Many of the events, including the big Saturday night concert at 8 p.m. in Mills Hall, are FREE and OPEN TO THE PUBLIC.

The big Sunday afternoon concert at 2:30 p.m. in Mills Hall, with both brass quintets plus students, costs $15 for adults and $5 for non-School of Music students. A post-concert reception to meet students and other performers is included. (Below are students rehearsing at Brass Fest 3.)

The special guest this weekend is the Beaumont Brass Quintet from Michigan State University (below). Members are Ava Ordman, trombone; Corbin Wagner, horn; Alessandro Bonotto, trumpet; Philip Sinder, tuba and euphonium; and brass area chair; and Justin Emerich, trumpet.

The Beaumont Brass Quintet has recorded a CD of Christmas music for Naxos Records. See the YouTube video at the  bottom.

Also appearing with the Beaumont is the UW-Madison’s own Wisconsin Brass Quintet (below, in a photo by Michael R. Anderson). Members, from left, are: Alex Noppe and Matthew Onstad, trumpets; Tom Curry, tuba; Mark Hetzler, trombone; and Daniel Grabois, horn.

For more information about the many activities, including biographies of the performers, full concert programs, a listing of other events, and tickets, go to:

http://www.music.wisc.edu/event/brass-fest-iv/2017-09-30/


Classical music: The Salon Piano Series at Farley’s House of Piano announces its new season of four concerts

August 8, 2017
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By Jacob Stockinger

The reliably virtuosic and musically enjoyable Salon Piano Series has just announced its 2017-18 season.

A piano duo, piano soloists and the Pro Arte Quartet provide traditional salon concert experiences with informal seating and restored pianos.

The 2017-18 Salon Piano Series season again includes piano soloists and ensembles typical of 19th-century European salon concerts, with well-known concert artists from Italy, Russia, Israel and Ireland.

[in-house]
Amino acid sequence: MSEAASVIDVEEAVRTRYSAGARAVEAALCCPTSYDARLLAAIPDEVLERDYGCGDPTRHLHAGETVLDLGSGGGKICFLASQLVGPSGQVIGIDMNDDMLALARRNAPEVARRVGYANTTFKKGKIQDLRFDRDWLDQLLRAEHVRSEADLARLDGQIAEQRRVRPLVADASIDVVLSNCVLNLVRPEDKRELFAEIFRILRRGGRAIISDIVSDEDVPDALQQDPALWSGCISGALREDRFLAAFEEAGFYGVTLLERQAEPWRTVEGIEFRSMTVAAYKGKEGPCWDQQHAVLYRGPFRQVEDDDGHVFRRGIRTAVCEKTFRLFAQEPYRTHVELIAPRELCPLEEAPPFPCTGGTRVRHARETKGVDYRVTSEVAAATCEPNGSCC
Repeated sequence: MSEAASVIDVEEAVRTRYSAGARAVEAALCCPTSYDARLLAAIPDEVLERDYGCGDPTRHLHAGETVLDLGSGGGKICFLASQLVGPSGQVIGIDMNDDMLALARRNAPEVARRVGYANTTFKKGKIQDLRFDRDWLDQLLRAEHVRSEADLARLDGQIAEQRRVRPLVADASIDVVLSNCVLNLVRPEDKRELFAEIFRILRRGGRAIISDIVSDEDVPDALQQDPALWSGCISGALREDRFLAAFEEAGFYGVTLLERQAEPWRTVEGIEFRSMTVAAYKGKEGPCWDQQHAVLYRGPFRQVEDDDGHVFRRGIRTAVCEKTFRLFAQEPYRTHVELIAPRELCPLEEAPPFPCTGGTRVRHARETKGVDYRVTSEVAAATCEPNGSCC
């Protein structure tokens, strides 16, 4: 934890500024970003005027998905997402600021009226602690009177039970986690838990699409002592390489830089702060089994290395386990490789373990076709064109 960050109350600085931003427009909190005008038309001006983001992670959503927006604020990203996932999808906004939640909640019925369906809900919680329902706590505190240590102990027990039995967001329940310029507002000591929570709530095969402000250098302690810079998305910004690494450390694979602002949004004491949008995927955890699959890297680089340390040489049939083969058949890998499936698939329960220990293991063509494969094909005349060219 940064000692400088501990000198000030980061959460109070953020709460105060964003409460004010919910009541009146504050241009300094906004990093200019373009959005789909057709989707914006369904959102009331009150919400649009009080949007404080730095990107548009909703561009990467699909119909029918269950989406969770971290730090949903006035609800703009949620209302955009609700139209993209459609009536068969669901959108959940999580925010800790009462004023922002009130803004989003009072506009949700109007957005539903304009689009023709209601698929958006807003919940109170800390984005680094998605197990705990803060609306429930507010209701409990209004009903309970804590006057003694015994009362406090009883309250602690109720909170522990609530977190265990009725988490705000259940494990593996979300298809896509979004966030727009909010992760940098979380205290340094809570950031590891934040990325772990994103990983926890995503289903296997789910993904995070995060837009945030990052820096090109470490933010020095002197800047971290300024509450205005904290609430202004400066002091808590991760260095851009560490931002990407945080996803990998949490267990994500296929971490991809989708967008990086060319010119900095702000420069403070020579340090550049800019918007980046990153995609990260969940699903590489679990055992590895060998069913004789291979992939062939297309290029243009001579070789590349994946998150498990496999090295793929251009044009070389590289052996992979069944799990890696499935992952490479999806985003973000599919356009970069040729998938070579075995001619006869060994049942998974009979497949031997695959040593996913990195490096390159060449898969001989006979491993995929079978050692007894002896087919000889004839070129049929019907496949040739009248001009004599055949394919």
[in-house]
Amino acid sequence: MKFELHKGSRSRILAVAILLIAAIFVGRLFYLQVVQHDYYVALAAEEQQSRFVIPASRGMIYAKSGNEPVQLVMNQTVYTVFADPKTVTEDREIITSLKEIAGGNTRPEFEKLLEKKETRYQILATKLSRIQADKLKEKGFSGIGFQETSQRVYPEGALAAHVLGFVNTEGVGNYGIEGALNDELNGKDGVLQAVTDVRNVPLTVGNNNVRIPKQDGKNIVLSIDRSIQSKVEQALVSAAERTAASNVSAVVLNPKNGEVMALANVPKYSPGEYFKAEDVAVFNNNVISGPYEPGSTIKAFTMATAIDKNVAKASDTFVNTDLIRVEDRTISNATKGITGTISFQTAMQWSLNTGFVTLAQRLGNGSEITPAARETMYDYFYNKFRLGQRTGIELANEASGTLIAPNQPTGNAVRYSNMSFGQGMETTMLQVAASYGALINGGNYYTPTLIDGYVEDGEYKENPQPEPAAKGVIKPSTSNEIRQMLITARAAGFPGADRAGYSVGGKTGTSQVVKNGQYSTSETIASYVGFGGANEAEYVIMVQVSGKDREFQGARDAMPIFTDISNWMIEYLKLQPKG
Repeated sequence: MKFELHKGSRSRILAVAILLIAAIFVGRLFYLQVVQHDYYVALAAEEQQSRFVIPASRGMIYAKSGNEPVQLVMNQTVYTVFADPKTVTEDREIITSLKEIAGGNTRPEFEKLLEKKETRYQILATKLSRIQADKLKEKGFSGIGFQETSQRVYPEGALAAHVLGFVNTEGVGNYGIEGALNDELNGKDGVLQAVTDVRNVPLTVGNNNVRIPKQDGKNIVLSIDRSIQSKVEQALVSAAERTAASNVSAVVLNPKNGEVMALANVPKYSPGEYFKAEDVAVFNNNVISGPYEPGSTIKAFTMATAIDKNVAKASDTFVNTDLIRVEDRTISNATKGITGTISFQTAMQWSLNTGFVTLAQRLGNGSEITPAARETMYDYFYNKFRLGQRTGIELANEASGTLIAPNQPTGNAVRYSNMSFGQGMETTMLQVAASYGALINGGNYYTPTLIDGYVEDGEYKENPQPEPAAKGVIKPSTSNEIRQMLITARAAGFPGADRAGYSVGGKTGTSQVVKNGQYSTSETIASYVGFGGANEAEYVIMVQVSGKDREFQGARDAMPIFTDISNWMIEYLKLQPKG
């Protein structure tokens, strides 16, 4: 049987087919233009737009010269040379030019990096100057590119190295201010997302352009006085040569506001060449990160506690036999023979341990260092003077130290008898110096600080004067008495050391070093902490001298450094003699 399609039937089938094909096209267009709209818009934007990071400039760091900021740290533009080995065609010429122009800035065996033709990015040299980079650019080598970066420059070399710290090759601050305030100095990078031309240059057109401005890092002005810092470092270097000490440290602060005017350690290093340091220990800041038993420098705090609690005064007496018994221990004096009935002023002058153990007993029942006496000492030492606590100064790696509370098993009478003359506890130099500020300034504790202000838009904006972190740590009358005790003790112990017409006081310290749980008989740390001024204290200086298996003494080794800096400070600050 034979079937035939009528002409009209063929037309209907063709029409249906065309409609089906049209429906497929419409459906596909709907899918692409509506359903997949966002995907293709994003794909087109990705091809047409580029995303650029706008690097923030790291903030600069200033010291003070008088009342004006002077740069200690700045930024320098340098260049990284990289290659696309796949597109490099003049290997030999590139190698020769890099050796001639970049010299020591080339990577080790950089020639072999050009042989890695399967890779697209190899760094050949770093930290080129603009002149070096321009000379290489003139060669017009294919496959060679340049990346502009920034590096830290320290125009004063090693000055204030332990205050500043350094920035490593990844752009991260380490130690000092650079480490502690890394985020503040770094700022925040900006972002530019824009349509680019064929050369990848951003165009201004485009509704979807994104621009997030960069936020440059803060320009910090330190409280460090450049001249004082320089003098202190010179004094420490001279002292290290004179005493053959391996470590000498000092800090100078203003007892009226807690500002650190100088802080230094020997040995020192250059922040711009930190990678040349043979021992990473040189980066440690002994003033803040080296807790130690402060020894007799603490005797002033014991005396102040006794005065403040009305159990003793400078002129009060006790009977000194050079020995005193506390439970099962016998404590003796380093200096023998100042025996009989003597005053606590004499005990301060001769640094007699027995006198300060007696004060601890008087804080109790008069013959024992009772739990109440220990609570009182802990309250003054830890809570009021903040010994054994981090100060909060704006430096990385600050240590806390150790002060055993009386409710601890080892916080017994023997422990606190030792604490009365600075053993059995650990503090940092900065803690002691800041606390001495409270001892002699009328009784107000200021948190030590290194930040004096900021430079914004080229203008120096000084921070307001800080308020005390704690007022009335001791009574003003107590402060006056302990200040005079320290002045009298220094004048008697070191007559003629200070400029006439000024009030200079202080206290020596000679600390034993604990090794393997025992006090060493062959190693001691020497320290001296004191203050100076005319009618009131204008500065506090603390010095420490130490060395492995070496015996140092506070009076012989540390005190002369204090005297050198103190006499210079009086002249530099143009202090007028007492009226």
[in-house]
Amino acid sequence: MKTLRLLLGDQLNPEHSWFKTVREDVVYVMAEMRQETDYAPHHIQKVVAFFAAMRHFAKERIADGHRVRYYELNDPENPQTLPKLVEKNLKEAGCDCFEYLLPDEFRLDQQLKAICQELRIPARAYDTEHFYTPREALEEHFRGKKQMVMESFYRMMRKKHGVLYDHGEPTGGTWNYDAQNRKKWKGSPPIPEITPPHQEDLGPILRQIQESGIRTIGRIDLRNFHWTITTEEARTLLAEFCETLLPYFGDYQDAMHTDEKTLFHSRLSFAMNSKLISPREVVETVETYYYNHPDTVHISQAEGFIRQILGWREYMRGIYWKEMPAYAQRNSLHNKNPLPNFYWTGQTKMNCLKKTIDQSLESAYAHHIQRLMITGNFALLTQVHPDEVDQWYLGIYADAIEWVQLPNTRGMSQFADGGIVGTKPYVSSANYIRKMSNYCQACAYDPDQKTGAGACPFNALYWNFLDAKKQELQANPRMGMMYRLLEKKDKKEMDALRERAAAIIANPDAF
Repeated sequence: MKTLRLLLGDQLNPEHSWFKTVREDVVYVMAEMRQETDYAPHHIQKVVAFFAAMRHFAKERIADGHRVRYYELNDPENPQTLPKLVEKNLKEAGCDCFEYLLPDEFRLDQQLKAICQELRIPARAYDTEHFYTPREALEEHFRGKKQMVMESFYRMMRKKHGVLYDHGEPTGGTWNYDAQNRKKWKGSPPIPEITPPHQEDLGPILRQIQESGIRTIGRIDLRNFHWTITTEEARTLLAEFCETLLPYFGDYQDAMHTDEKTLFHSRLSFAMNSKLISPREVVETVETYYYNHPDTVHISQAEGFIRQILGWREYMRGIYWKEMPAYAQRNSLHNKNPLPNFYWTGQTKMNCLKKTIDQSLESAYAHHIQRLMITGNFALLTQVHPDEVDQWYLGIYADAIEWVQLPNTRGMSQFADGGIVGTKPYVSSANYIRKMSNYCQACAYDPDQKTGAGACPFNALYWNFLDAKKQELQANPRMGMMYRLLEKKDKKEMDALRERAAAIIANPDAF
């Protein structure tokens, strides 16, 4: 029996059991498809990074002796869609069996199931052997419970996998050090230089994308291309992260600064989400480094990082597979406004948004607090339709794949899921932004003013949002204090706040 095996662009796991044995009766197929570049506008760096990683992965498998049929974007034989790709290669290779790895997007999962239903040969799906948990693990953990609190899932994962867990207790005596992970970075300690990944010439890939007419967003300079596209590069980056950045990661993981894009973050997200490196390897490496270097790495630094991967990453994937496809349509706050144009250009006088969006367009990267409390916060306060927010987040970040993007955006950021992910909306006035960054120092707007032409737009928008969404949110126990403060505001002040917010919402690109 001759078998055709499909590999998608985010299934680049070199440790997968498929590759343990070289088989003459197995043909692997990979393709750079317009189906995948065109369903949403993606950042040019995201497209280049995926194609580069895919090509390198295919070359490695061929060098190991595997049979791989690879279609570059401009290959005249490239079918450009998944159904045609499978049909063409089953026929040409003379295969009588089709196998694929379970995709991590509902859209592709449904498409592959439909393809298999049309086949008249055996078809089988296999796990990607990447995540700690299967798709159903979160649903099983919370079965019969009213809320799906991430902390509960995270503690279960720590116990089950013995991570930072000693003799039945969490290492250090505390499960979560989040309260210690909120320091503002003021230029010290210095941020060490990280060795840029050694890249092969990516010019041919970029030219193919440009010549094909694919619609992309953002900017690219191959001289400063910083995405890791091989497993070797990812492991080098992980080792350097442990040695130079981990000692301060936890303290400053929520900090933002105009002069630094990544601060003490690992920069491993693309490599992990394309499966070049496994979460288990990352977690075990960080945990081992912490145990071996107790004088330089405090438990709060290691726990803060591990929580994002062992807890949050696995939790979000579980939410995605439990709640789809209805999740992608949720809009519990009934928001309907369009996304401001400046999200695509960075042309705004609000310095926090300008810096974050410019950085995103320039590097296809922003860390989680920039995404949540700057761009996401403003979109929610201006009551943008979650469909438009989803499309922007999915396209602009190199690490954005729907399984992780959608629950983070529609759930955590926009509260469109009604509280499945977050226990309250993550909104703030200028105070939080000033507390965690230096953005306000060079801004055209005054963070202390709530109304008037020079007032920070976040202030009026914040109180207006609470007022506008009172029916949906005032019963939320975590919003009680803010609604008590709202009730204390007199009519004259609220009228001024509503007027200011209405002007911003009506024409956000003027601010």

According to a press release, the season’s offerings are:

Roberto Plano and Paola Del Negro Duo (below) on Sunday, Sept. 24, 2017 at 4 p.m.

Italian husband and wife piano duo Roberto Plano and Paola Del Negro kick off the season with Schumann’s “Pictures from the East” (Bilder aus Osten, Op. 66), Brahms’ Hungarian Dances 1-5, “The Moldau” by Smetana, and Brahms’ Sonata for Two Pianos, Op. 34b, the earlier version of his great Piano Quintet. The duo will perform on one piano for the first half of the program and on two for the second half. (You can hear them perform Hungarian Dances by Brahms in the YouTube video at the bottom.)

Ilya Yakushev (below) on Sunday, Nov. 12, 2017 at 4 p.m.

Returning by popular demand, Ilya Yakushev will perform an exhilarating program of Haydn’s Piano Sonata in D Major, Tchaikovsky’s “Sentimental Waltz,” Gershwin’s “Rhapsody in Blue” and Mussorgsky’s “Pictures at an Exhibition” in his November concert.

Alon Goldstein (below top) and the UW-Madison’s Pro Arte Quartet (below bottom in a photo by Rick Langer) on Saturday night, March 10, 2018 at 7:30 p.m. and Sunday afternoon, March 11, 2018 at 4 p.m.

To accommodate the crowds, Salon Piano Series booked two performances for Alon Goldstein and the UW-Madison’s Pro Arte Quartet in March. Goldstein will perform selected Scarlatti sonatas solo, then the Pro Arte Quartet and bassist David Scholl will join him for Mozart Concerto No. 23 in A Major, K. 488, in a reduced arrangement, and the Brahms Piano Quintet, Op. 34.

John O’Conor (below) on Saturday, May 12, 2018, 7:30 p.m.